The engaging and attention-grabbing element of suspense was a driving force in the film’s marketing campaign. For example, Jaws’ promotional poster remains as a cultural icon to this day and has inspired many succeeding film campaign posters. The thrilling design creates the film’s brand and defines a universal meaning for what the movie is about. The poster features a young, innocent girl-Chrissy, swimming on the surface of the water, unaware that she is being watched. Directly below her is a gigantic great white coming at her with its mouth open, ready for attack. One of the reasons the poster is so impactful is because of the disproportion of the two figures: Chrissy is small, ignorant, and in unfamiliar territory, whereas the shark is large, powerful, and is obviously in control of the situation. Above the innocent victim is the film’s title in large, bold, red letters, which essentially trap her between the title and the shark; increasing the vulnerability of the swimmer. Because we can all relate to the fear of being attacked by a shark, the poster succeeded in generating widespread attention by creating a visceral fear from looking at the portrayed image.
By incorporating a variety of promotional mediums, Jaws was able to step ahead of the market competition, which in turn, greatly influenced box office sales. Wyatt (1994) further explains the acclaim of the film’s promotional campaign:
The marketing campaign of Jaws indicates the direction which film marketing would follow during the next decade. The reliance on strong reproducible images, the saturation campaign and widespread product tie-ins steadily became standard marketing practices after the success of such films as Jaws (117).
As Wyatt explains, the use of a saturation campaign was one of the driving forces behind the success of the film’s increasing “buzz”. Jaws revolutionized the entire film industry in which it was the first movie to utilize a national television-marketing exhibition. The television spots were shown a massive twenty-five times per night for the two nights before the film’s national release. In a mere thirty second window, the trailer was able to generate an immense amount of appealing suspense by featuring a underwater camera angle which represented the shark’s point of view, the heart-pounding Jaws theme song, and a deep, ominous voice-over which recited a chilling narration:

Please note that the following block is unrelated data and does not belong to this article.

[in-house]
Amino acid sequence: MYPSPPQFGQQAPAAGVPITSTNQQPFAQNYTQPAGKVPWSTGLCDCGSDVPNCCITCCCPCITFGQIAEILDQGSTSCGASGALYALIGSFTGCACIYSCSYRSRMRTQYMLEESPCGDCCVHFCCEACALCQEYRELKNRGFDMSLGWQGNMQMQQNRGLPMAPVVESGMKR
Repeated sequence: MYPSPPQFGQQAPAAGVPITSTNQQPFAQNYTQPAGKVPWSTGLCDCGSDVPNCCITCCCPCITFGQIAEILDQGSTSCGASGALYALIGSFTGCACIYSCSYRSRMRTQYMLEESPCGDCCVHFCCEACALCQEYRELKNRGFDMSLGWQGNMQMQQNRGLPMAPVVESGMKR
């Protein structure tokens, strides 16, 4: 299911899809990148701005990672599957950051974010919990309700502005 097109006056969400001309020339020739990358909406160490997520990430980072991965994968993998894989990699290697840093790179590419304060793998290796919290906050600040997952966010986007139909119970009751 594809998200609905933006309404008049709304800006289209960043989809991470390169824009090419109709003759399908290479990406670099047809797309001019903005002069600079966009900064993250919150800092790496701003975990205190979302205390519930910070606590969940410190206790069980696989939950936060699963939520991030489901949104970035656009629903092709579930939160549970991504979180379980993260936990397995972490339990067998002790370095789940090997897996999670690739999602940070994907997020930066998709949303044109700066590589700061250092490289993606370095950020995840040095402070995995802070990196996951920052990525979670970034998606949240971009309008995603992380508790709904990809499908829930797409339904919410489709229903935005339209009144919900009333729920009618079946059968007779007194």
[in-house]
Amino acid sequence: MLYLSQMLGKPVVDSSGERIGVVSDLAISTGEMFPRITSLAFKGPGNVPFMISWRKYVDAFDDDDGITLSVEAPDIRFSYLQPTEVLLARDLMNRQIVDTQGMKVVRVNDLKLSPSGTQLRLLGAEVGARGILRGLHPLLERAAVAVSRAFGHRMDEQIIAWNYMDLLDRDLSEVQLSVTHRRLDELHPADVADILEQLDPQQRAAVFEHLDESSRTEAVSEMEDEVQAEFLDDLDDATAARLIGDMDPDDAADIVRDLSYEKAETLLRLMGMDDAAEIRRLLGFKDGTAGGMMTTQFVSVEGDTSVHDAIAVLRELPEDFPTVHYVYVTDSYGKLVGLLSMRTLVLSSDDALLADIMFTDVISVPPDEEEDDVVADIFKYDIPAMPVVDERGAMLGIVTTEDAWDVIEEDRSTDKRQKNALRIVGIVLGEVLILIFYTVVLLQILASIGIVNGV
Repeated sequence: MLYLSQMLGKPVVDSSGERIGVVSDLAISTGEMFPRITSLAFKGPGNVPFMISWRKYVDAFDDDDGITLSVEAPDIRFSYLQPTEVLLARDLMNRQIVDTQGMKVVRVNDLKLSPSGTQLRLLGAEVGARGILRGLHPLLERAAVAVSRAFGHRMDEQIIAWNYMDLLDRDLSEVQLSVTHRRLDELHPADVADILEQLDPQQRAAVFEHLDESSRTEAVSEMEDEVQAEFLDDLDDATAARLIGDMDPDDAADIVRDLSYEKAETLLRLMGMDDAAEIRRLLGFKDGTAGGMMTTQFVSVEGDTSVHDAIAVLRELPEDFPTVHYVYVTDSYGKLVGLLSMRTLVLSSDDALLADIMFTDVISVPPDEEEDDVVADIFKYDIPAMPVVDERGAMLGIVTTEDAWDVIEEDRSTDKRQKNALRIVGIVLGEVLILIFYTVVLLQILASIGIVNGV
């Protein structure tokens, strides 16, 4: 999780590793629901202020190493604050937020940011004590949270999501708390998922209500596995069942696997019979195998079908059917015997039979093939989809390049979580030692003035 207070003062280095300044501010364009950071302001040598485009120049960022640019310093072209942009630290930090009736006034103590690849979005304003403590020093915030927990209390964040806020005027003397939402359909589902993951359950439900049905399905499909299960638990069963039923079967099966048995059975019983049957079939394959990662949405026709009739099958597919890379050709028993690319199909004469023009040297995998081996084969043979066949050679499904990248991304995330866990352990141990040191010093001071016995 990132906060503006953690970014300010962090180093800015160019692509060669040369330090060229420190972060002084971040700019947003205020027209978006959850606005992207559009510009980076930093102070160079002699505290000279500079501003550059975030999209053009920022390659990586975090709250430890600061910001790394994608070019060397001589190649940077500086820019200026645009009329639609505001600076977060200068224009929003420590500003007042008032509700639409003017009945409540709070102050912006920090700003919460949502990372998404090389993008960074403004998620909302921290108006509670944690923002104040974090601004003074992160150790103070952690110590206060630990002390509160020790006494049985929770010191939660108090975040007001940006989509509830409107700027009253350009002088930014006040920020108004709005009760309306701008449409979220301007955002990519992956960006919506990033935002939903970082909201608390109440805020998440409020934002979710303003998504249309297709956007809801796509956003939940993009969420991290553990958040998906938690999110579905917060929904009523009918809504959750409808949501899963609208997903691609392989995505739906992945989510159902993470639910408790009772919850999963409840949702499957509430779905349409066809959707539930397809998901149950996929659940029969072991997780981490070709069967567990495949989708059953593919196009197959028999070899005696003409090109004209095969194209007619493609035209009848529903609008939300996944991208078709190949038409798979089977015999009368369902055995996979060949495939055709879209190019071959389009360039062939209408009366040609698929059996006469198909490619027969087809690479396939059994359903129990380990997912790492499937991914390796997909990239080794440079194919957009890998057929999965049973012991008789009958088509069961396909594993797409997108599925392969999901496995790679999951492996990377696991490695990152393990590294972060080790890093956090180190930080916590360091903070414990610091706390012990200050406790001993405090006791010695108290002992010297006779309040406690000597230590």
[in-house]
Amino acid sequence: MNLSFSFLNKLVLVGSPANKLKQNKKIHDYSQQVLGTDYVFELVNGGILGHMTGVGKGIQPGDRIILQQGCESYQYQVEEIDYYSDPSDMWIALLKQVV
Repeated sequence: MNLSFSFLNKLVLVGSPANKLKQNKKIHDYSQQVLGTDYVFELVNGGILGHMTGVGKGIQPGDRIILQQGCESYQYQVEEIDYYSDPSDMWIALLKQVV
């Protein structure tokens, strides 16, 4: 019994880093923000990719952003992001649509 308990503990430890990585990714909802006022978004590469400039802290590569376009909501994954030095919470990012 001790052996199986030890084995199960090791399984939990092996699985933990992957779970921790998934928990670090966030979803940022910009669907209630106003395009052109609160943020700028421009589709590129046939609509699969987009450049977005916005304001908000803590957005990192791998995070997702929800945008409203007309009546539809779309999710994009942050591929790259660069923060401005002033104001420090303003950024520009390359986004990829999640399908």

There is a creature alive today who has survived millions of years of evolution without change, without passion, and without logic. It lives to kill – a mindless eating machine. It will attack and devour anything. It is as if God created the devil and gave him … Jaws. (Jaws 1975).
Perhaps the most enticing element of the trailer is the use of first-person camera angles. By allowing viewers to feel as if they are in the designated scenario, they will develop a sense of familiarity with the film and therefore generate interest. “The subjective camera is the purest instrument of torture at a film-makers disposal. It is the means by which audience is most comprehensively and viscerally implicated in the onscreen action’’ (Gilbey). Using subjective camerawork, the shot focuses on Chrissy swimming ignorantly on the surface and quickly features a clip of the shark’s first attack. Because viewers are never exposed explicitly to the shark, the monster is then perceived to be more menacing and suspenseful than if it was directly featured. Spielberg continues to integrate this camera style throughout the film during the pre-attack sequences. By doing this, the audience is then plunged deep into the waters and the horror of the attacks are significantly enhanced (Gilbey).
The propeller behind the suspenseful momentum of the trailer, and the film in its entirety, is the theme. Created by orchestral genius, John Williams, the unforgettable score generates a chilling sense of apprehension, fear, and thrilling excitement. It serves as the signature warning sign of the vicious shark and prepares audiences for an inevitable attack; sending goose bumps down our spines. In an interview with Steven Spielberg featured in the documentary, “The Making of Jaws”, Spielberg explains the intense impact of the score on viewer entertainment by stating: “ ‘’I think the score is clearly responsible for half the success of the movie’’. He also admits that audiences who viewed the film prior to the score being added, did not respond as positively as audiences following national release (Jaws 1975). Justin Wyatt explains the power of a film score by stating, “The song score has become a marketing tool. A record not only synergizes within the film, but reaches out to the core youth market that the film wants to attract” (134). Because the score had such a profound impact on both the overall aesthetic of the film and promotional success, it became a large contributor in the branding of the picture. Those two haunting, repetitive notes will forever be directly associated with sharks and the film that started it all.